According to the Asian Development Bank (ADB), cleantech refers to technologies, products, and services designed to protect the environment. The top sustainability trends include using clean energy or renewable options, efficient use of energy resources, sustainable agriculture and transport, recycling, and effective waste management practices. Ultimately, its solutions provide lower or comparable costs to those using fossil fuels or those engaging in poor environmental protection activities.
The cleantech sector faces challenges in adoption, lack of access to capital, industry inexperience, inadequate communities and support systems, and few entrepreneurs or startups offering sustainable solutions. Green technologies are expensive; they have high research and development (R&D) and implementation costs. There is also the worry of a lack of public awareness and participation in safeguarding mother nature.
How material tech startups in Southeast Asia are tackling recycling challenges and embracing sustainability
On the positive side, innovative eco-friendly solutions provide energy savings, fight global warming, reduce pollution and waste, and minimise soil, water, plastic, and air pollution. Furthermore, greentech creates jobs, protects vulnerable communities, conserves natural resources, and delivers sustainable energy production. The industry has experienced many advancements in food production, solar photovoltaic systems, waste management, energy production, logistics, farming, and more.
Globally, the Asia-Pacific (APAC) region is the biggest carbon dioxide emitter, contributing immensely to global warming. Trapping CO2 in the atmosphere is causing other harmful environmental impacts, such as melting ice caps, leading to rising sea levels. Projections show that over 15 million people in major cities like Bangkok and Jakarta are vulnerable to biological, hydro-meteorological, and natural disasters like floods and droughts.
Innovative sustainability trends
Thus, it is vital to analyse the application of sustainability trends in cleantech. They include:
With the advancement in battery technology and solar power systems, microgrids have gone from merely being alternative installations on the electric grid to becoming independent power suppliers. Initially intended for use during natural disasters or blackouts, microgrids are now usable as sustainable alternatives to supply energy in homes and schools.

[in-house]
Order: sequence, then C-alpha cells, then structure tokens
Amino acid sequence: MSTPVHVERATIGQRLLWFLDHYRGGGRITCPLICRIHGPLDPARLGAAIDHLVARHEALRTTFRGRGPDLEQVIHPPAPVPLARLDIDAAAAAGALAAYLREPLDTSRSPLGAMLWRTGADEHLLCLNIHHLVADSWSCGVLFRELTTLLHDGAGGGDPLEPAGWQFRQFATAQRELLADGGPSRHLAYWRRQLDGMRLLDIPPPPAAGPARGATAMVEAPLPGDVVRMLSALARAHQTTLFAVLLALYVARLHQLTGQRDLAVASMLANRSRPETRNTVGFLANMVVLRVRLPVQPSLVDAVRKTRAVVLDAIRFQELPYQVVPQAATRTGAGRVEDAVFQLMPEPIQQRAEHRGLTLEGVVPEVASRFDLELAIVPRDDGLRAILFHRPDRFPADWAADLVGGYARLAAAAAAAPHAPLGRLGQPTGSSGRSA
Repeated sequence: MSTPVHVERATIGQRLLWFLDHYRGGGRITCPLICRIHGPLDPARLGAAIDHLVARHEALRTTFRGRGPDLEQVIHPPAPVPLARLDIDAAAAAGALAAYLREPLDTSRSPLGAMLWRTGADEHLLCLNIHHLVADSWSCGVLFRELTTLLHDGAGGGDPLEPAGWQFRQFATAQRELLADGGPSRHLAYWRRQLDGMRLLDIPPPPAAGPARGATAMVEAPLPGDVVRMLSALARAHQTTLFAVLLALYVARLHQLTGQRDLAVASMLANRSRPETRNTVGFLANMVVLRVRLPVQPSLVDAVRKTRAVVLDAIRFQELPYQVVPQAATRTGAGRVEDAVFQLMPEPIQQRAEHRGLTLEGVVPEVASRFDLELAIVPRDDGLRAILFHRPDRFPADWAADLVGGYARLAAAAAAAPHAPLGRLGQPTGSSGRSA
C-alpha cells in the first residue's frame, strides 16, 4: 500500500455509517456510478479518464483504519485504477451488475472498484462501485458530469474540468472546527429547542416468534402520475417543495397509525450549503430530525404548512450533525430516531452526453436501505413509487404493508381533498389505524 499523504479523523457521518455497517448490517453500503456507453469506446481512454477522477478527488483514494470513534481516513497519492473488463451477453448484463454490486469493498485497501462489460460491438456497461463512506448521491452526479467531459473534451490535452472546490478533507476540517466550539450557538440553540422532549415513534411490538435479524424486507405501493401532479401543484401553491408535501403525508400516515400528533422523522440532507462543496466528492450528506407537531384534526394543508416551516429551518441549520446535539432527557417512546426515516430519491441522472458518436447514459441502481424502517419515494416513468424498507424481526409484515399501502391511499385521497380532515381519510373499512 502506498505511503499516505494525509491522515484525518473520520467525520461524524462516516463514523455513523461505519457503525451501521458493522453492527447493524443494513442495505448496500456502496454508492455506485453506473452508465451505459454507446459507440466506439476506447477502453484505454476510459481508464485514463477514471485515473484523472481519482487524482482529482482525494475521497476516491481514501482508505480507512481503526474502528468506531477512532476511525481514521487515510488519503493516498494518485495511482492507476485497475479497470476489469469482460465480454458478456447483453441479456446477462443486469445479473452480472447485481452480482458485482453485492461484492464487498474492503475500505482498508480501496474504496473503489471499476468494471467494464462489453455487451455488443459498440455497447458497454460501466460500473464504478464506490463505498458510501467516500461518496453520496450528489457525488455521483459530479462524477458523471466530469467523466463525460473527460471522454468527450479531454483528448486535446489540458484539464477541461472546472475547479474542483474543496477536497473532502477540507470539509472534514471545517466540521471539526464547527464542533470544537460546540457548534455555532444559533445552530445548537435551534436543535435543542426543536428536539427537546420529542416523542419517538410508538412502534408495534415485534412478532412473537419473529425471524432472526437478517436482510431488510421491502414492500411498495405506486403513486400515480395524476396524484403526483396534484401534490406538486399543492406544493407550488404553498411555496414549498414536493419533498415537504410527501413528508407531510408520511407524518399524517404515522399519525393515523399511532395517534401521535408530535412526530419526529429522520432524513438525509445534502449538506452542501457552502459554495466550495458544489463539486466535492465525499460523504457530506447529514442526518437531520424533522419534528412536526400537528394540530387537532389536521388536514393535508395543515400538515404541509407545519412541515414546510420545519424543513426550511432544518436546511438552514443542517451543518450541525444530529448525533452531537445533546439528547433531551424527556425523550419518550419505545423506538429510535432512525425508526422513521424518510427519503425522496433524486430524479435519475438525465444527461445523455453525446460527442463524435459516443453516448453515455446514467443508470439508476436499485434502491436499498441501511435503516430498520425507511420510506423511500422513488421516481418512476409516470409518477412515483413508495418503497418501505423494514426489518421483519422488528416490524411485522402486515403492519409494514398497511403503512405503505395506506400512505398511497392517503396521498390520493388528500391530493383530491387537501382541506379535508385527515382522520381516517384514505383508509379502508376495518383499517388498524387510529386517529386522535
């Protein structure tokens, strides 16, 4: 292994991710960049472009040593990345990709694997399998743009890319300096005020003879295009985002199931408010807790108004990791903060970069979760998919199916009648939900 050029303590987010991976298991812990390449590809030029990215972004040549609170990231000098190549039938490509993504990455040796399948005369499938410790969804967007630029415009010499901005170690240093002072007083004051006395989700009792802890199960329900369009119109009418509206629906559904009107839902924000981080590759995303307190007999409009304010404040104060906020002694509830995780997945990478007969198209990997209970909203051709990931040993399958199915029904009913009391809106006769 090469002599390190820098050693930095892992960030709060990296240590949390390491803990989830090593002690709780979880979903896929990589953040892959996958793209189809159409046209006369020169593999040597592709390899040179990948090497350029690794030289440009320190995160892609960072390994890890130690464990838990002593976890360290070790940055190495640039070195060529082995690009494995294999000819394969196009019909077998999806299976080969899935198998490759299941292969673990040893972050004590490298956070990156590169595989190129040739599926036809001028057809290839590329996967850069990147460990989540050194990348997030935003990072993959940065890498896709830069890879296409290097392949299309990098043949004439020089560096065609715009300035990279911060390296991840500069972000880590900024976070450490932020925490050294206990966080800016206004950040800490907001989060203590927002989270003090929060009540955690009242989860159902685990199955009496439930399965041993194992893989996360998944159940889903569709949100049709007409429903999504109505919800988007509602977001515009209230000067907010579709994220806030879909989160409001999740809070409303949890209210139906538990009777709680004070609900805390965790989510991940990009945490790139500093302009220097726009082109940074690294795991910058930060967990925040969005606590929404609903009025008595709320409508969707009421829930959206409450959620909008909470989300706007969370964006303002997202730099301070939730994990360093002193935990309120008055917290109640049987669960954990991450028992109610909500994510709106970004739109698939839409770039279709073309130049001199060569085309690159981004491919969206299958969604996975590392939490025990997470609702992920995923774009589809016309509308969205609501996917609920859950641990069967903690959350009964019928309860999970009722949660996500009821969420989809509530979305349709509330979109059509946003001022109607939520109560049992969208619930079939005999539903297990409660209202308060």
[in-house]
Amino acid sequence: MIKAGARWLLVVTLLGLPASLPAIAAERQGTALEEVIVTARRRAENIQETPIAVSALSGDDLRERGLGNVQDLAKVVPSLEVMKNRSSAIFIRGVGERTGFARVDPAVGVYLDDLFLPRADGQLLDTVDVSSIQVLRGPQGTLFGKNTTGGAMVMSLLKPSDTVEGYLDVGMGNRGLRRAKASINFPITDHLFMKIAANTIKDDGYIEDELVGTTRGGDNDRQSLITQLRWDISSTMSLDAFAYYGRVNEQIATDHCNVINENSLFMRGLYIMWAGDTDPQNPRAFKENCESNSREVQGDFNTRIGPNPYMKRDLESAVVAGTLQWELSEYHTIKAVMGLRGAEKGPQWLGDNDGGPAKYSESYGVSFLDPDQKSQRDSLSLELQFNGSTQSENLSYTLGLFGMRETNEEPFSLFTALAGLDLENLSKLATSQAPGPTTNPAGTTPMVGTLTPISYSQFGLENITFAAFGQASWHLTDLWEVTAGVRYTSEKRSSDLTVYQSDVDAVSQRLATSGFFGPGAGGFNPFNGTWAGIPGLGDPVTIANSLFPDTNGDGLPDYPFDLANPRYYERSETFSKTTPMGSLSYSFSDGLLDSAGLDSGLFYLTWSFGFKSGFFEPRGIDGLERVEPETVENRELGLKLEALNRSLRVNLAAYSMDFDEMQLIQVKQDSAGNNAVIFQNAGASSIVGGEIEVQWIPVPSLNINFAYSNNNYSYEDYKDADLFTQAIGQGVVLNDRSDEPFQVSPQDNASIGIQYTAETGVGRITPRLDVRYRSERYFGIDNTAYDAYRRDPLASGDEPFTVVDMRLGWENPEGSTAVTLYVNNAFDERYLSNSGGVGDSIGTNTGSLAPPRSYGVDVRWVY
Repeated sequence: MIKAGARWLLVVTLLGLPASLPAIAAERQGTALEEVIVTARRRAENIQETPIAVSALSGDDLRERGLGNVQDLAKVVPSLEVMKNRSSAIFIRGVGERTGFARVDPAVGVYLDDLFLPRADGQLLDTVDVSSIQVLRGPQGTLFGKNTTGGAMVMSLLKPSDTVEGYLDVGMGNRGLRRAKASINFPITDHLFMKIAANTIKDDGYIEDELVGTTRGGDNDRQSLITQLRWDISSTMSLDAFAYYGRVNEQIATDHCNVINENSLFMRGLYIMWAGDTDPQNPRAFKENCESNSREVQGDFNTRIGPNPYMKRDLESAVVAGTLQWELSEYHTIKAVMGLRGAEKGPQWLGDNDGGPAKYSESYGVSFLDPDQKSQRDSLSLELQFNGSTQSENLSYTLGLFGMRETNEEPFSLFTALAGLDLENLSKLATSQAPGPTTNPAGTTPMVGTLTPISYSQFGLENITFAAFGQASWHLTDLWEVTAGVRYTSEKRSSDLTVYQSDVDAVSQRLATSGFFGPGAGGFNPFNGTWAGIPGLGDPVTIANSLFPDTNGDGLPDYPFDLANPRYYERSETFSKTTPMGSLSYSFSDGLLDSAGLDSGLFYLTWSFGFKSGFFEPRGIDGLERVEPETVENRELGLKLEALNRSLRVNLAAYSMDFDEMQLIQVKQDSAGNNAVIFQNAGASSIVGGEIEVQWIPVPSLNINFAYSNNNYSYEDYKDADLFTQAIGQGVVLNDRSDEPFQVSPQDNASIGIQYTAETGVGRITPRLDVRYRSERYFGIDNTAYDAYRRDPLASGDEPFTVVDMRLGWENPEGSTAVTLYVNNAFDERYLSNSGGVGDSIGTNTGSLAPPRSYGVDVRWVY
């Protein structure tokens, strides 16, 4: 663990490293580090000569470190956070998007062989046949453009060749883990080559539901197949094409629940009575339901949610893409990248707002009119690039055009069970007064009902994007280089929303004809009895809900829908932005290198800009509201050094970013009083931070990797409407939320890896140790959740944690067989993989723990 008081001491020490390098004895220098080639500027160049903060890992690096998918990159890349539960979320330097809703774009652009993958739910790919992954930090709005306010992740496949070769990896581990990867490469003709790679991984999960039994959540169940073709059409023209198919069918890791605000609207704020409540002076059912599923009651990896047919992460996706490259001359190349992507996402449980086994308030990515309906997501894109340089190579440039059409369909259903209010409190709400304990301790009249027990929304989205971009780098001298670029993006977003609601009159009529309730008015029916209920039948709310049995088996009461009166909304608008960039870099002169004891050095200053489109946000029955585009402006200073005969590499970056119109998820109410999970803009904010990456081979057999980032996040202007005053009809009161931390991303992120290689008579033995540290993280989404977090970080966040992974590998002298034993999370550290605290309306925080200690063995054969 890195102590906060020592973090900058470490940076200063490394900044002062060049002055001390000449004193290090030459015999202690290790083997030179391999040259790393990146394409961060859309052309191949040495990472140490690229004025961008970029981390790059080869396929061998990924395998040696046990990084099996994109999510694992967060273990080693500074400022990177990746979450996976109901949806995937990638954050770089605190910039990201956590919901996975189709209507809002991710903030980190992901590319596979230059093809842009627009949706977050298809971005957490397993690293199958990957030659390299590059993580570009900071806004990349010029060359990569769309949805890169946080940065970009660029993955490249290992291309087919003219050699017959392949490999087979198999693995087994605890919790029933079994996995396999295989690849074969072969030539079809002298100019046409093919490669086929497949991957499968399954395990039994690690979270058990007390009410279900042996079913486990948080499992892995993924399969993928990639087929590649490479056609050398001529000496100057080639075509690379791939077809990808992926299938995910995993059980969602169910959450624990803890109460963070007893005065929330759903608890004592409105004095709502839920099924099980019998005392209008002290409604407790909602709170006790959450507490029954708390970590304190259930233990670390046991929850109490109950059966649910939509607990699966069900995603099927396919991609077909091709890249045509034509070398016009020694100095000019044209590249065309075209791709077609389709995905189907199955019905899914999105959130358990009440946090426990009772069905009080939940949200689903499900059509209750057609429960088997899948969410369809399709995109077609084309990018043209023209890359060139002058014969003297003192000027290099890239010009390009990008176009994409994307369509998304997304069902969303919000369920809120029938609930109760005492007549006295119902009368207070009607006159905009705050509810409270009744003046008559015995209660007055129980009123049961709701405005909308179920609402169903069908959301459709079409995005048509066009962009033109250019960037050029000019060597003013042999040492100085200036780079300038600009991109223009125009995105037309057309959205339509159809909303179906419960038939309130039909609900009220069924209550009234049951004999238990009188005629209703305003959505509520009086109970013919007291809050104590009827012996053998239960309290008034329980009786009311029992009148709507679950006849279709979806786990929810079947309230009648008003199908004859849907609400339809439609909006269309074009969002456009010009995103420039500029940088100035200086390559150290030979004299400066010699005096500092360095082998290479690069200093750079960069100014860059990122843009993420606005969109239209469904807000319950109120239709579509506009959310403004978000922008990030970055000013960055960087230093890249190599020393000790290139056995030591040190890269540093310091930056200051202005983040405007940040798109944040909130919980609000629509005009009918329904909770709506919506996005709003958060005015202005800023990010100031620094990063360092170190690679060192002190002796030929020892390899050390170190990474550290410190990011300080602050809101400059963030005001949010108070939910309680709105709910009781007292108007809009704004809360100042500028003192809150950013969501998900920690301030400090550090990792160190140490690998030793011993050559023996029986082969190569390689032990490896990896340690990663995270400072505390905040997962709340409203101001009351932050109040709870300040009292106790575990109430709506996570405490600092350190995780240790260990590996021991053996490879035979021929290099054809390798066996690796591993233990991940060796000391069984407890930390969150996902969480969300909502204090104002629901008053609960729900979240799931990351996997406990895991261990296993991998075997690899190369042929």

When used effectively, microgrids can boost energy efficiency by up to 60%. Microgrids can help industries reduce their reliance on the electric grid and provide connectivity for renewable energy sources in the factory, which reduces their carbon footprint.
Low carbon construction
The construction industry uses many materials that can harm the environment, for example, air pollutants and much wastage is involved, with many raw materials or mixtures dumped in the trash and landfills. Low-carbon construction involves using sustainable raw materials and processes to reduce the environmental impact of building.
Low-carbon construction includes using concrete alternatives like hemp, biodegradable plaster options like rice husk, bamboo-based interiors and flooring, plant-based walls, and biodegradable insulation materials. Moreover, additional solutions like smart windows can help with energy savings for the home by enabling a smooth flow of air to provide cooling instead of switching on fans.
Carbon capture, use and storage
With more investments in mitigating greenhouse emissions, experts have developed an innovative technique for capturing and storing carbon. Carbon capture, Use, and Storage (CCUS) ensures that CO2 emissions from industrial and manufacturing facilities and power plants are captured and upcycled into valuable products like carbon-based plastics. The CO2 can be stored underground to prevent it from going to the atmosphere, or CCUS technologies like artificial photosynthesis systems can absorb the gas.
For areas that are challenging to bring electricity into, CCUS technologies decarbonise those sectors using equipment like direct air capture systems. Other companies provide innovative products that enable their customers to capture carbon while accessing carbon credit options.
Many industries are becoming more efficient and effective due to automation. The introduction of artificial intelligence (AI) is playing a significant role in many sectors by managing repetitive tasks and other pre-programmed functions. Nevertheless, automation can also impact sustainability by controlling appliances like smart thermostats, optimising product settings to get the most efficient option, and reducing energy wastage by shutting down equipment that is not in use.
Automation works well in factories, with the implantation of sensors in critical locations. The sensors will collect data and send it to software that can interpret it and provide actionable insights. By having such data available, industries can set their preferences and enable machinery to perform functions at appropriate times and reduce energy wastage.
Southeast Asia’s high energy demands mean the region has to boost its renewable energy production and focus on building up its cleantech ecosystem to ensure its citizens enjoy a pollution and emission-free location. The top sustainability trends listed above are examples of a more comprehensive drive globally to mitigate the harmful effects of climate change and global warming.
Regional governments can work together to enhance their power supply grids and invest in sustainable energy infrastructure. They should also seek cooperation from all businesses and stakeholders and educate the public to adopt more eco-friendly options.